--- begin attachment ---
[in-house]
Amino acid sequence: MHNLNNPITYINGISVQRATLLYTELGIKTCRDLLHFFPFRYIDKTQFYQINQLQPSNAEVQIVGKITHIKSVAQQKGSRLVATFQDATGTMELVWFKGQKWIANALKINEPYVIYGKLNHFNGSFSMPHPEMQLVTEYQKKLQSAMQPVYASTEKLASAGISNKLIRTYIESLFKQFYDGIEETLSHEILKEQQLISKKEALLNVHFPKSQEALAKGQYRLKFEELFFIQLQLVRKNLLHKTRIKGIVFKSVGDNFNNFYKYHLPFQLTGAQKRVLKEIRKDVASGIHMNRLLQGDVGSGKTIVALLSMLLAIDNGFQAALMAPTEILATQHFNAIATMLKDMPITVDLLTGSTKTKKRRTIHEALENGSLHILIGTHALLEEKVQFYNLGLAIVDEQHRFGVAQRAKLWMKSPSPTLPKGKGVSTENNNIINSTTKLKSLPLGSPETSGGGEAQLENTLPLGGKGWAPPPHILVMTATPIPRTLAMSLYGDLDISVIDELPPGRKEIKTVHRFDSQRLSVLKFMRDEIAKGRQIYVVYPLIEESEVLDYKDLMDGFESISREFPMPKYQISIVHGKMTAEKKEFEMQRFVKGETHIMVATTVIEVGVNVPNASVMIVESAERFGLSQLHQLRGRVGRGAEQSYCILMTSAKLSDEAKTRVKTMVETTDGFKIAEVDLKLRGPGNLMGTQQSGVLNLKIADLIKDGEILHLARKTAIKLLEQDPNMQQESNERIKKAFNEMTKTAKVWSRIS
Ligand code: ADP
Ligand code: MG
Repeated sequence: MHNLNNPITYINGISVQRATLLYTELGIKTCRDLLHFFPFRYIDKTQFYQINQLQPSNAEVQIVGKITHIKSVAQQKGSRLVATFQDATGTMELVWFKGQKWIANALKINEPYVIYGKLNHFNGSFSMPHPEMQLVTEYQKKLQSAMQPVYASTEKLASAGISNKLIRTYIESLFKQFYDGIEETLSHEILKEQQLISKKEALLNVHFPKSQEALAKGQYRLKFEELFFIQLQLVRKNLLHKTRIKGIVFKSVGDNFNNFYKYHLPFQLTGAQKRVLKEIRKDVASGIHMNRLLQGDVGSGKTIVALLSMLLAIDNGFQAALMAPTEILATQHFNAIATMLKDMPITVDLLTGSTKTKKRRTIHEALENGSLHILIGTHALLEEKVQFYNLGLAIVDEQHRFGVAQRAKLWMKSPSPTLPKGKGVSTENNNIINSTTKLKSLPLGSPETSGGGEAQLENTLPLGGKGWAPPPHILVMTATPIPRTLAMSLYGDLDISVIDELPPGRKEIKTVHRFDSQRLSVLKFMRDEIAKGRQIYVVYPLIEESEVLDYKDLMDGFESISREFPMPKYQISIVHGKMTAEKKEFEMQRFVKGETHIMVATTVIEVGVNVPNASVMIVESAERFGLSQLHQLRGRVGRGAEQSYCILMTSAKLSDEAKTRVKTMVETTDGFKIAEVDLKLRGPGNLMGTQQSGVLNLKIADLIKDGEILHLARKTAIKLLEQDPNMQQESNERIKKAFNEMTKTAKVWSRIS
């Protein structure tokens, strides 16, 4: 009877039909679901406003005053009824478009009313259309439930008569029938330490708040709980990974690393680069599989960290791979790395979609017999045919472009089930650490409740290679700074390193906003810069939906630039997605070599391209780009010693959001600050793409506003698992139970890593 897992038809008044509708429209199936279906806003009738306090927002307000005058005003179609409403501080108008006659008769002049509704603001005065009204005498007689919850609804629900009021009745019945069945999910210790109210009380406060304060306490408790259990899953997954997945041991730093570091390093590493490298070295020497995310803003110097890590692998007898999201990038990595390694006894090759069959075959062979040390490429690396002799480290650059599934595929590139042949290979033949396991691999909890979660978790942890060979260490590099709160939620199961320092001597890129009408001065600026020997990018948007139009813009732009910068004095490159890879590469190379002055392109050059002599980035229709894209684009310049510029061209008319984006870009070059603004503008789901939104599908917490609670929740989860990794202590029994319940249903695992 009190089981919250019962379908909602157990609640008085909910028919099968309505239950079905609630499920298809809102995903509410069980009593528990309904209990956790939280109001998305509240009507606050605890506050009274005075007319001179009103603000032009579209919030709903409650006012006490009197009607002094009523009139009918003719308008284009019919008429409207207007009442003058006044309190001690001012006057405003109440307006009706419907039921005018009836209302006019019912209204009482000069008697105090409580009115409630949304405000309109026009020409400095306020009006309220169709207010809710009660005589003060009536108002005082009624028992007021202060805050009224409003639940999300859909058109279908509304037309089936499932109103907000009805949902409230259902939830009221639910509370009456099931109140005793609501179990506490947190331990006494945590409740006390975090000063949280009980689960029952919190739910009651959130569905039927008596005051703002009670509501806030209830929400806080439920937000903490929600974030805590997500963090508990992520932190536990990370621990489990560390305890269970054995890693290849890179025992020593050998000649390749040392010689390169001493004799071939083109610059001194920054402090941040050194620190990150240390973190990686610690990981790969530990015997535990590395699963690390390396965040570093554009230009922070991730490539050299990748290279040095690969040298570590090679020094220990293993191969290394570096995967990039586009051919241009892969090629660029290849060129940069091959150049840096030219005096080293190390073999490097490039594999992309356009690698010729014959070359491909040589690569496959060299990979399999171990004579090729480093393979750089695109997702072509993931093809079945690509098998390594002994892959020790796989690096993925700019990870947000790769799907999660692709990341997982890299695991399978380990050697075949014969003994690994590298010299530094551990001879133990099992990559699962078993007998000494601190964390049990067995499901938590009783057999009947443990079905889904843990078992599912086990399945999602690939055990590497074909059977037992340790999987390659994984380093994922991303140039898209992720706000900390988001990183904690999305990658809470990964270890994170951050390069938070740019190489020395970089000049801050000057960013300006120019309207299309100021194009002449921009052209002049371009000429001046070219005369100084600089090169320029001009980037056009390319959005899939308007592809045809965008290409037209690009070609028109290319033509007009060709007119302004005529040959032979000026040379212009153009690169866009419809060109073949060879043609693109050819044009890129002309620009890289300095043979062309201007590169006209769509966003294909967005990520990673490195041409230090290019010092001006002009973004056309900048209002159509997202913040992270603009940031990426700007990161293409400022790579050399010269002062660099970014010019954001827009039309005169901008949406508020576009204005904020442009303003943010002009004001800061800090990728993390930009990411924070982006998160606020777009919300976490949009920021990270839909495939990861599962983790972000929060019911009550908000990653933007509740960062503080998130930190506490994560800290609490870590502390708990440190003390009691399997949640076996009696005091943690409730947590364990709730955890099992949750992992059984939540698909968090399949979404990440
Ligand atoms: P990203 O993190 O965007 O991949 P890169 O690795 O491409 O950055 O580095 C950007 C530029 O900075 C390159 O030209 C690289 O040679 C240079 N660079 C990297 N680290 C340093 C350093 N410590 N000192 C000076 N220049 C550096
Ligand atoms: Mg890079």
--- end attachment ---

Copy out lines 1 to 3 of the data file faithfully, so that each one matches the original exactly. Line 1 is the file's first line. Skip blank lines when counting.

[in-house]
Amino acid sequence: MHNLNNPITYINGISVQRATLLYTELGIKTCRDLLHFFPFRYIDKTQFYQINQLQPSNAEVQIVGKITHIKSVAQQKGSRLVATFQDATGTMELVWFKGQKWIANALKINEPYVIYGKLNHFNGSFSMPHPEMQLVTEYQKKLQSAMQPVYASTEKLASAGISNKLIRTYIESLFKQFYDGIEETLSHEILKEQQLISKKEALLNVHFPKSQEALAKGQYRLKFEELFFIQLQLVRKNLLHKTRIKGIVFKSVGDNFNNFYKYHLPFQLTGAQKRVLKEIRKDVASGIHMNRLLQGDVGSGKTIVALLSMLLAIDNGFQAALMAPTEILATQHFNAIATMLKDMPITVDLLTGSTKTKKRRTIHEALENGSLHILIGTHALLEEKVQFYNLGLAIVDEQHRFGVAQRAKLWMKSPSPTLPKGKGVSTENNNIINSTTKLKSLPLGSPETSGGGEAQLENTLPLGGKGWAPPPHILVMTATPIPRTLAMSLYGDLDISVIDELPPGRKEIKTVHRFDSQRLSVLKFMRDEIAKGRQIYVVYPLIEESEVLDYKDLMDGFESISREFPMPKYQISIVHGKMTAEKKEFEMQRFVKGETHIMVATTVIEVGVNVPNASVMIVESAERFGLSQLHQLRGRVGRGAEQSYCILMTSAKLSDEAKTRVKTMVETTDGFKIAEVDLKLRGPGNLMGTQQSGVLNLKIADLIKDGEILHLARKTAIKLLEQDPNMQQESNERIKKAFNEMTKTAKVWSRIS
Ligand code: ADP